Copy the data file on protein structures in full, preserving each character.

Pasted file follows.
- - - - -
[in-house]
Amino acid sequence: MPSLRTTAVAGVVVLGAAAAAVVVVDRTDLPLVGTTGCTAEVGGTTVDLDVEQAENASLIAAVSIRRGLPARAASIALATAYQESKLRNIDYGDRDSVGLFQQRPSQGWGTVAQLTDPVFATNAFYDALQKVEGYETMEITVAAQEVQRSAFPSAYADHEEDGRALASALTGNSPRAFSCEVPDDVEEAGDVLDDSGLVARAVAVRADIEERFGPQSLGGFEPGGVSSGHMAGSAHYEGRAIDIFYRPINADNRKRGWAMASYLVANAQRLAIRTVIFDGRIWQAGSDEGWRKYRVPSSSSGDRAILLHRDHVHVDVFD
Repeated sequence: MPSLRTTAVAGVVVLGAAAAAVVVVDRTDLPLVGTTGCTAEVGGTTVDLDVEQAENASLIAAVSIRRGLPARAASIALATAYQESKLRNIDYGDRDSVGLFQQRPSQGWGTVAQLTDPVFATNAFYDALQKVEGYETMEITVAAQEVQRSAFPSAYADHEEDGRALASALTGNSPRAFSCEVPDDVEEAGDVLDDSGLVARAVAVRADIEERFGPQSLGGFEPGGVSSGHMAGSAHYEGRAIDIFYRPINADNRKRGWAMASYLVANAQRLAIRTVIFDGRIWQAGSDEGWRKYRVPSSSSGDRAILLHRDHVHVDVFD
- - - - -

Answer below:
[in-house]
Amino acid sequence: MPSLRTTAVAGVVVLGAAAAAVVVVDRTDLPLVGTTGCTAEVGGTTVDLDVEQAENASLIAAVSIRRGLPARAASIALATAYQESKLRNIDYGDRDSVGLFQQRPSQGWGTVAQLTDPVFATNAFYDALQKVEGYETMEITVAAQEVQRSAFPSAYADHEEDGRALASALTGNSPRAFSCEVPDDVEEAGDVLDDSGLVARAVAVRADIEERFGPQSLGGFEPGGVSSGHMAGSAHYEGRAIDIFYRPINADNRKRGWAMASYLVANAQRLAIRTVIFDGRIWQAGSDEGWRKYRVPSSSSGDRAILLHRDHVHVDVFD
Repeated sequence: MPSLRTTAVAGVVVLGAAAAAVVVVDRTDLPLVGTTGCTAEVGGTTVDLDVEQAENASLIAAVSIRRGLPARAASIALATAYQESKLRNIDYGDRDSVGLFQQRPSQGWGTVAQLTDPVFATNAFYDALQKVEGYETMEITVAAQEVQRSAFPSAYADHEEDGRALASALTGNSPRAFSCEVPDDVEEAGDVLDDSGLVARAVAVRADIEERFGPQSLGGFEPGGVSSGHMAGSAHYEGRAIDIFYRPINADNRKRGWAMASYLVANAQRLAIRTVIFDGRIWQAGSDEGWRKYRVPSSSSGDRAILLHRDHVHVDVFD